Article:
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Payload Transformation: JSON to Object

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Payload Transformation: JSON to Object

See how to transform an incoming JSON payload into a Java object. Lots of development work revolves around payload transformation, so this is important to know.

· Integration Zone
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When you are first starting out with Mule, it is very important to learn the basics, such as how to manipulate the incoming payload.

In this article, I am going to explain how you to transform an incoming payload (JSON) to a Java object.

Most of the work in development revolves around payload transformation, so it is very important to tackle this — especially for beginners.

I will first show the basics, and later on, we will get into the more advanced stuff.

The Basics

Let's first start by posting a very basic JSON string as payload.

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Given the JSON string above, let's now define a transformer component in our flow.

In our case, we are going to use a JSON to Object transformer.

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Under the General properties of the JSON to Object transformer component, you can define your desired return class.

Let's define java.util.HashMap as the return class for this example.

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Once you run the flow above, our JSON string payload is then converted to a Java object HashMap. You will then be able to access the properties of your payload through payload.<propertyname>, wherepropertyname is defined in the JSON string (i.e. payload.age).

You can also use other Java Objects such as java.util.ArrayList, java.util.LinkedList, etc.

Taking It Further

What if you would like to transform the incoming JSON string into a custom Java object?

In order for us to satisfy this, let's first define a custom Java class (Student) withGET and SET methods.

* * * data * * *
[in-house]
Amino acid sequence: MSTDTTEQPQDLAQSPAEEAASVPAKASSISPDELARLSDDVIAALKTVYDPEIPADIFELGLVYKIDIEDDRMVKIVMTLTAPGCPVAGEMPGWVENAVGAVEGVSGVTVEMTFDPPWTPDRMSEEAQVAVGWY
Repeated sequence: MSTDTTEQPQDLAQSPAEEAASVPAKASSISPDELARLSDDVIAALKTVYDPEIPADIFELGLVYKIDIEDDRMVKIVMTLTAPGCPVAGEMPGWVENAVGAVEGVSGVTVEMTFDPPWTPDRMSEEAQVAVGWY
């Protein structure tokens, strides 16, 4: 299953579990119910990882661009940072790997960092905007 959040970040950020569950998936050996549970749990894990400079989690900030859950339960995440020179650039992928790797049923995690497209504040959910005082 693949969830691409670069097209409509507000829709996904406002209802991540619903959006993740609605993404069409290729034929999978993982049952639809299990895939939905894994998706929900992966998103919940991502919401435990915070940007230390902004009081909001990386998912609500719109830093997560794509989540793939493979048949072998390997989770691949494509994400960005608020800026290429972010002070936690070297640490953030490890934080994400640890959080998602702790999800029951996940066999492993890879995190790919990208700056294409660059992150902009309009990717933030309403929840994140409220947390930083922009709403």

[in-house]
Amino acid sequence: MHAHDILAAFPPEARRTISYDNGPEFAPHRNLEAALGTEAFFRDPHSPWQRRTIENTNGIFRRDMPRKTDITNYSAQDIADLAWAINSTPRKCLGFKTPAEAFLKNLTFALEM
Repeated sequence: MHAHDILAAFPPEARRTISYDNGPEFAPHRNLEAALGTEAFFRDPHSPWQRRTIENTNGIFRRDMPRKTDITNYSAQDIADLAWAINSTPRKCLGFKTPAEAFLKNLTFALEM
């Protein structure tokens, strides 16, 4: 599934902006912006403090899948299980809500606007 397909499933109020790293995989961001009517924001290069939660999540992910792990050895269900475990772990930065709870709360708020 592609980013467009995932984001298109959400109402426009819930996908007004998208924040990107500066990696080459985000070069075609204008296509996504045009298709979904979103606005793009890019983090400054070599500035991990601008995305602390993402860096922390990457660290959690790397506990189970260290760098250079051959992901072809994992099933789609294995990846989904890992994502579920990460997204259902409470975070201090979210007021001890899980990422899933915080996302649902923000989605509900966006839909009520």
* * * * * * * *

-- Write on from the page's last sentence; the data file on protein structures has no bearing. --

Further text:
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Note: The custom Java class' variables should have the exact same name (case sensitive) as the JSON string's properties. If the names are different, the transformer component will throw an error.

Once this is done, we can then change the return class of the JSON to Object transformer component we defined earlier to our custom class: packageName.className.

For example, myschool.model.Student:

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Let's try to debug this example.

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As you can see, our original payload has been transformed into the custom Java object Student.

We can then try to access the properties of our payload through payload.<propertyname>,propertyname being defined in the custom Java class — i.e. payload.age.

Next Steps

How about transforming the JSON String into a custom Java object with a custom Java object children?

Does this also work using the JSON to Object component?

The answer is yes!

Let's try to make our JSON string a little bit more complex.

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We now have an additional JSON properties named subjects.

If we are going to use the previous custom Java class we defined, the transformer component will throw an UnrecognizedPropertyException exception since we have not defined any property named subjects in our Java class.

In order for us to satisfy this condition, let's first start creating another class named Subject and add the list of Subject into our Student class later on.

Our Subject class should look like this:

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After defining our Subject class, we can then add it into our Student class.

Add the following code into Student.java: private List subjects; .

Don't forget to add the GET and SET methods for the newly added variable subjects.

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Let's now test our application and check to see if the payload transformation to our newly defined custom Java class is successful.

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As you can see from the image above, our JSON string has been successfully transformed into our new custom Java object!

The Integration Zone is proudly sponsored by CA Technologies. Learn from expert microservices and API presentations at the Modernizing Application Architectures Virtual Summit Series.

Topics:
mule ,tutorial ,integration ,payload transformer ,json to java object

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